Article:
Morphology: For example, the five-digit skeletal structure of the vertebrate hand appears not just in humans and apes and raccoons and bears but also, variously modified, in cats and bats and porpoises and lizards and turtles. The paired bones of our lower leg, the tibia and the fibula, are also represented by homologous bones in other mammals and in reptiles, and even in the long extinct, bird-reptile Archaeopteryx. What's the reason behind such varied recurrence of a few basic designs? Common descent, as shaped by natural selection, modifying the inherited basics for different circumstances. The mouse genome effort, according to Nature's editors, had revealed "about 30,000 genes, with 99% having direct counterparts in humans." The resemblance between our 30,000 human genes and those 30,000 mousy counterparts shows common ancestry.

Vestigial characteristics are still another form of morphological evidence, illuminating to contemplate because they show that the living world is full of small, tolerable imperfections. Why do male mammals (including human males) have nipples? Some snakes (notably boa constrictors) carry the rudiments of a pelvis and tiny legs buried inside their sleek profiles. Certain species of flightless beetle have wings, sealed beneath wing covers that never open.

Evolution does not, cannot say what one species evolved in to another unless via direct observation, we infer from fossil records. What it does, is provide a theory of falsification. It tells us what to expect in the fossil records, and we find that. It tells us the characteristics of fossils that should be in an era of time, and we do. More importantly it tells us what we should not find, and we have not.
Debate Round No. 1
Traditionalist

Con

Traditionalist forfeited this round.
Spiral

Pro

Unfortunately still no case from Pro, so to make do, I will tackle generic ID claims. My apologies if they were not part of your argument.
ID claims:
1.It is not a testable theory, it is all speculation.
2.Argument of complexity/probability
3.Irreducible complexity
4.Age of the earth (new earth creationists)
5.Evolution is a theory of everything

1.Please see first post for evidence to the contrary, here is more; speciation and anagenesis.

Speciation:
Yes speciation occurs, and yes it is well documented, amongst both plants and animals. Insect populations are especially useful in studying speciation due to the speed of generations. It is both observable and testable (controlled separation of species). In animals, speciation is defined in populations in four ways: Peripatric: a small population isolated at the edge of a larger population, Parapatric: a continuously distributed population, Sympatric: within the range of the ancestral population, Allopatric: geographically isolated populations.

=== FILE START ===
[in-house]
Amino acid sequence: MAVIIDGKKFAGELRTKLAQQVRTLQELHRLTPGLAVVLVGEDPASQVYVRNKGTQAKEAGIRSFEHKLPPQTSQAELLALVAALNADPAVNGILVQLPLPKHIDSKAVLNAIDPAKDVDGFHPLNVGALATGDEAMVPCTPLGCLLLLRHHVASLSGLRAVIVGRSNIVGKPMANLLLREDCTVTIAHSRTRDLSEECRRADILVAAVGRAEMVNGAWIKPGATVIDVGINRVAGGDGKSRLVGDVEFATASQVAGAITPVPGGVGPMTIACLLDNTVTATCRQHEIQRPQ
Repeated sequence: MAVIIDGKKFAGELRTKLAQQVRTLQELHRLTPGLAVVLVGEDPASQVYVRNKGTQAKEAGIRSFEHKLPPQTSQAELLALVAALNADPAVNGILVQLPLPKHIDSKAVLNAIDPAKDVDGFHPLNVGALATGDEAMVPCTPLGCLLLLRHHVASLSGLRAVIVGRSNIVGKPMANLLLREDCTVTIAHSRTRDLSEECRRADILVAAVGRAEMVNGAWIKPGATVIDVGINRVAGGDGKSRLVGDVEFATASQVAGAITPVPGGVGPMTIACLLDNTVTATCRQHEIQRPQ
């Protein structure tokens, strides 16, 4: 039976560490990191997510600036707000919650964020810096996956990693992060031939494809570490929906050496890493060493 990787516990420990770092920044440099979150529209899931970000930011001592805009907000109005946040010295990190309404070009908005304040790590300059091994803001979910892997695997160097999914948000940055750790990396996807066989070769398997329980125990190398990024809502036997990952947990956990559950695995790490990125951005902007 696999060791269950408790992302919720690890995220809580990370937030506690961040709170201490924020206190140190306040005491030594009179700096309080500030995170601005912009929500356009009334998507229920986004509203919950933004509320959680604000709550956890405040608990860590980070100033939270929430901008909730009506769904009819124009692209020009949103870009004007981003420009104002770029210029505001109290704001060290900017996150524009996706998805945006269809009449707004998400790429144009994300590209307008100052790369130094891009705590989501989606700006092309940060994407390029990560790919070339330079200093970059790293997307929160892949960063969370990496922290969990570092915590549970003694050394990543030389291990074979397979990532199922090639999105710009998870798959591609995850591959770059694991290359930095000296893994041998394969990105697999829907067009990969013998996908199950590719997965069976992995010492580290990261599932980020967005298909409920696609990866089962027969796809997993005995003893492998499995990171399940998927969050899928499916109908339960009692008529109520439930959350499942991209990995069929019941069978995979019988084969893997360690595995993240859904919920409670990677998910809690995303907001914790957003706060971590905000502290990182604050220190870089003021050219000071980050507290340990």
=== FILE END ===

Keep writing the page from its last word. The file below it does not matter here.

If allopatric speciation happens, we'd predict that populations of the same species in different geographic locations would be genetically different. There are abundant observations suggesting that this is often true. For example, many species exhibit regional "varieties" that is slightly different genetically and in appearance, as in the case of the Northern Spotted Owl and the Mexican Spotted Owl. Also, ring species are convincing examples of how genetic differences may arise through reduced gene flow and geographic distance. If the association between two species is very close, they may speciate in parallel. This is called co-speciation. It is especially likely to happen between parasites and their hosts.

And yes, there is genetic evidence for the speciation of humans and primates.
http://www.nature.com...

Speciation in Plants:
In terms of reproduction, plants have a lot more options than animals do. Many plants can reproduce sexually, by fertilising other individuals or themselves, and asexually, by creating clones of themselves through vegetative reproduction, while most animals only reproduce sexually. Similarly, in terms of speciation, plants have more options than animals do. Two modes of speciation are particularly common in plants:
Speciation by hybridization: Rieseberg reconstructed the phylogeny of several sunflower species, and found that several species had been formed by fertilisations between other species. Often the hybrid offspring of such fertilisations are sterile, but occasionally they are fertile and are reproductively isolated from their "parent" species. In the latter case, a new species is formed.
Speciation by ploidy changes: In terms of plant speciation, a ploidy change generally means multiplying the number of chromosomes the species has by some number. A species that has 18 chromosomes might produce a lineage that has 36 or 54 chromosomes. Ploidy changes are common in plants and often produce a species that is reproductively isolated and distinct from the "parent" species. Speciation in anemones is an example of a ploidy change.

Anagenesis:
Again we can directly observe changes in species; plants, animals all exert changes over time that we can observe; we document natural shifts in populations, we can see the changes in plants from chemicals, metals in the soil, documented changes between GM crops cross pollinating with natural variants. We have behavioural evolutionary changes in lizards; again, insects provide a wealth of observational records. Darwin's own Galapagos finches have been tracked, showing beak changes in the population due to weather patterns. Artificial selection used by breeders has wrought immense changes in plants and animals. From the ancestral wolf, humans selected forms as diverse Chihuahuas, St. Bernards, poodles, and bulldogs etc. Starting with wild cabbage, breeders have produced domestic cabbage, broccoli, kohlrabi, kale, cauliflower, and brussels sprouts. Artificial selection is analogous to natural selection, except that humans, rather than the environment determine which variants leave offspring. If artificial selection can generate such a diversity of domesticated plants and animals, natural selection could evidently do much more over millions of years.

2.Argument of probability/complexity